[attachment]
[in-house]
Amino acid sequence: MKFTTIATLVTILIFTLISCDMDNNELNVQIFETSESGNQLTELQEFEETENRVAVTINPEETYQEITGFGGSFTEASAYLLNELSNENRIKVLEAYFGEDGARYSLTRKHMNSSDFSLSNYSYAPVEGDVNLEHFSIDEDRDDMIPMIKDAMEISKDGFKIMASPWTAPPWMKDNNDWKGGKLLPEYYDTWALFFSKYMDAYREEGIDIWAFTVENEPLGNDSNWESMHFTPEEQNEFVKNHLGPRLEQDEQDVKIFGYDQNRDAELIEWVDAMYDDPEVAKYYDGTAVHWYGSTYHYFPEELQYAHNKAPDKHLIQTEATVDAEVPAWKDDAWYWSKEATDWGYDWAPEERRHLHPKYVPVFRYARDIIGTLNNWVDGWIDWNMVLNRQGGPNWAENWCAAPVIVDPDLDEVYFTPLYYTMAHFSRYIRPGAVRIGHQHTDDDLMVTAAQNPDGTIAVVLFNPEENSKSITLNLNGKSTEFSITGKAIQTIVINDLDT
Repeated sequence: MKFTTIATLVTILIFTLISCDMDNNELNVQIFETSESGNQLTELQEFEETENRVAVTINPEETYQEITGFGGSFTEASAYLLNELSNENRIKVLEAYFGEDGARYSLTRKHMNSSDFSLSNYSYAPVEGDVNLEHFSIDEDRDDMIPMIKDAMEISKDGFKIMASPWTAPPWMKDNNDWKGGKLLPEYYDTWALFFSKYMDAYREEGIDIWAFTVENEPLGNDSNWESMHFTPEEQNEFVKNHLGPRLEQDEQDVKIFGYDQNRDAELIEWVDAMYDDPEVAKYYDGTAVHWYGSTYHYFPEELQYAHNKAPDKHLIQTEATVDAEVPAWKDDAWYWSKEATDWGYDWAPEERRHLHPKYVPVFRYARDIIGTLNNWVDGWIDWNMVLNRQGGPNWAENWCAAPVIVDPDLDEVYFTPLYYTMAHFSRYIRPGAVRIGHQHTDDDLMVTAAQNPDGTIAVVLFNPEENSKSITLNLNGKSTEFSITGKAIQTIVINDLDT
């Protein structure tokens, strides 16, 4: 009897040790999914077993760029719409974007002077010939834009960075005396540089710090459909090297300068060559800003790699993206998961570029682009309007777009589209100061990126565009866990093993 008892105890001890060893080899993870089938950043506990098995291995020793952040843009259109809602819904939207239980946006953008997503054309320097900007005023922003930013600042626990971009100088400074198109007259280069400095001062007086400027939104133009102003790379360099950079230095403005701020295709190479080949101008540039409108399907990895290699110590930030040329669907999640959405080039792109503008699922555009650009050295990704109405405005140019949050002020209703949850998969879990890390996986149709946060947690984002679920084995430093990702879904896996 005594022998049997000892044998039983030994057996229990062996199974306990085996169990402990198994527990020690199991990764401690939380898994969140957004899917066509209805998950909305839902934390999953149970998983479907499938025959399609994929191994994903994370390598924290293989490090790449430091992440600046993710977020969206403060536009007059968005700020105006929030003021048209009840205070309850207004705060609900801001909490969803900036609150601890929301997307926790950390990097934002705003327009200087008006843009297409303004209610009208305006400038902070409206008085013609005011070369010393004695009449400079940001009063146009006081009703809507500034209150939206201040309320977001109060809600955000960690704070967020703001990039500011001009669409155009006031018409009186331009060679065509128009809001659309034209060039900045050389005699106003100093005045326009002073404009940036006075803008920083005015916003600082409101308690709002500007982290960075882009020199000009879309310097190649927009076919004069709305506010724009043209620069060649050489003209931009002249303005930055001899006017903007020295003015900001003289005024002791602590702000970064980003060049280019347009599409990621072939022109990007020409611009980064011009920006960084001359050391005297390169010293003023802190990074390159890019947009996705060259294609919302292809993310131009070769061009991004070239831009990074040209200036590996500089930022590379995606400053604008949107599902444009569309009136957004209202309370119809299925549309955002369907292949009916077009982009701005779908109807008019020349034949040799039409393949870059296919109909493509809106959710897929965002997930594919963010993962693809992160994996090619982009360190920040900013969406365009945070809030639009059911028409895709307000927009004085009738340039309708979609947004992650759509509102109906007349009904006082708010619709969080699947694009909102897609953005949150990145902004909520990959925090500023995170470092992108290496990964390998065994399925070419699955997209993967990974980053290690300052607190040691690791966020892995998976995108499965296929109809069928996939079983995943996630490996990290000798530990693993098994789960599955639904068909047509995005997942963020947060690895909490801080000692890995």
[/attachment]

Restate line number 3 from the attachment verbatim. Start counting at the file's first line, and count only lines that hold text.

Repeated sequence: MKFTTIATLVTILIFTLISCDMDNNELNVQIFETSESGNQLTELQEFEETENRVAVTINPEETYQEITGFGGSFTEASAYLLNELSNENRIKVLEAYFGEDGARYSLTRKHMNSSDFSLSNYSYAPVEGDVNLEHFSIDEDRDDMIPMIKDAMEISKDGFKIMASPWTAPPWMKDNNDWKGGKLLPEYYDTWALFFSKYMDAYREEGIDIWAFTVENEPLGNDSNWESMHFTPEEQNEFVKNHLGPRLEQDEQDVKIFGYDQNRDAELIEWVDAMYDDPEVAKYYDGTAVHWYGSTYHYFPEELQYAHNKAPDKHLIQTEATVDAEVPAWKDDAWYWSKEATDWGYDWAPEERRHLHPKYVPVFRYARDIIGTLNNWVDGWIDWNMVLNRQGGPNWAENWCAAPVIVDPDLDEVYFTPLYYTMAHFSRYIRPGAVRIGHQHTDDDLMVTAAQNPDGTIAVVLFNPEENSKSITLNLNGKSTEFSITGKAIQTIVINDLDT